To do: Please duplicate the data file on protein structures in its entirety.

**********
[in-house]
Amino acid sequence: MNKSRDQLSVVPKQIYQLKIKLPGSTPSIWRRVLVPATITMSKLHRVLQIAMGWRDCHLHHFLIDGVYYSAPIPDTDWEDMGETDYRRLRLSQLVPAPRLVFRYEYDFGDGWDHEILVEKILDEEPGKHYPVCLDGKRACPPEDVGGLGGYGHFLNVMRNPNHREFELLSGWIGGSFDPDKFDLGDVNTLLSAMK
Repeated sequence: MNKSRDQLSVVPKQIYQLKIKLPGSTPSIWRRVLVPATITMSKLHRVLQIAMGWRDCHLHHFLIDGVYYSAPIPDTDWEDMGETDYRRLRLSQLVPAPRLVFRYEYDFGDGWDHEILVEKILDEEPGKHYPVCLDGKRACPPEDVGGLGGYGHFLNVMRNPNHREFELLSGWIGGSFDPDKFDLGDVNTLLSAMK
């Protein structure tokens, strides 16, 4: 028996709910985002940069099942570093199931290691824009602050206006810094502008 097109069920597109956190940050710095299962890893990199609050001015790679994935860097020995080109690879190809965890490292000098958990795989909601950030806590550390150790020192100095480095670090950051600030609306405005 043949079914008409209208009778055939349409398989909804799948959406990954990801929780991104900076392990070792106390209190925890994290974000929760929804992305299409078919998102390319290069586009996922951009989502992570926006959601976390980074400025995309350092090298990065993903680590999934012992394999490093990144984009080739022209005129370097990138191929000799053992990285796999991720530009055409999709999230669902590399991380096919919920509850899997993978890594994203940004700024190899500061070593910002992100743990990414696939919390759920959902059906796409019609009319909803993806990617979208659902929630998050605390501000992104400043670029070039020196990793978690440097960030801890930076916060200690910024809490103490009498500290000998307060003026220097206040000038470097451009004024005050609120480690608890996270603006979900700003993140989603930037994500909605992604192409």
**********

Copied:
[in-house]
Amino acid sequence: MNKSRDQLSVVPKQIYQLKIKLPGSTPSIWRRVLVPATITMSKLHRVLQIAMGWRDCHLHHFLIDGVYYSAPIPDTDWEDMGETDYRRLRLSQLVPAPRLVFRYEYDFGDGWDHEILVEKILDEEPGKHYPVCLDGKRACPPEDVGGLGGYGHFLNVMRNPNHREFELLSGWIGGSFDPDKFDLGDVNTLLSAMK
Repeated sequence: MNKSRDQLSVVPKQIYQLKIKLPGSTPSIWRRVLVPATITMSKLHRVLQIAMGWRDCHLHHFLIDGVYYSAPIPDTDWEDMGETDYRRLRLSQLVPAPRLVFRYEYDFGDGWDHEILVEKILDEEPGKHYPVCLDGKRACPPEDVGGLGGYGHFLNVMRNPNHREFELLSGWIGGSFDPDKFDLGDVNTLLSAMK
């Protein structure tokens, strides 16, 4: 028996709910985002940069099942570093199931290691824009602050206006810094502008 097109069920597109956190940050710095299962890893990199609050001015790679994935860097020995080109690879190809965890490292000098958990795989909601950030806590550390150790020192100095480095670090950051600030609306405005 043949079914008409209208009778055939349409398989909804799948959406990954990801929780991104900076392990070792106390209190925890994290974000929760929804992305299409078919998102390319290069586009996922951009989502992570926006959601976390980074400025995309350092090298990065993903680590999934012992394999490093990144984009080739022209005129370097990138191929000799053992990285796999991720530009055409999709999230669902590399991380096919919920509850899997993978890594994203940004700024190899500061070593910002992100743990990414696939919390759920959902059906796409019609009319909803993806990617979208659902929630998050605390501000992104400043670029070039020196990793978690440097960030801890930076916060200690910024809490103490009498500290000998307060003026220097206040000038470097451009004024005050609120480690608890996270603006979900700003993140989603930037994500909605992604192409």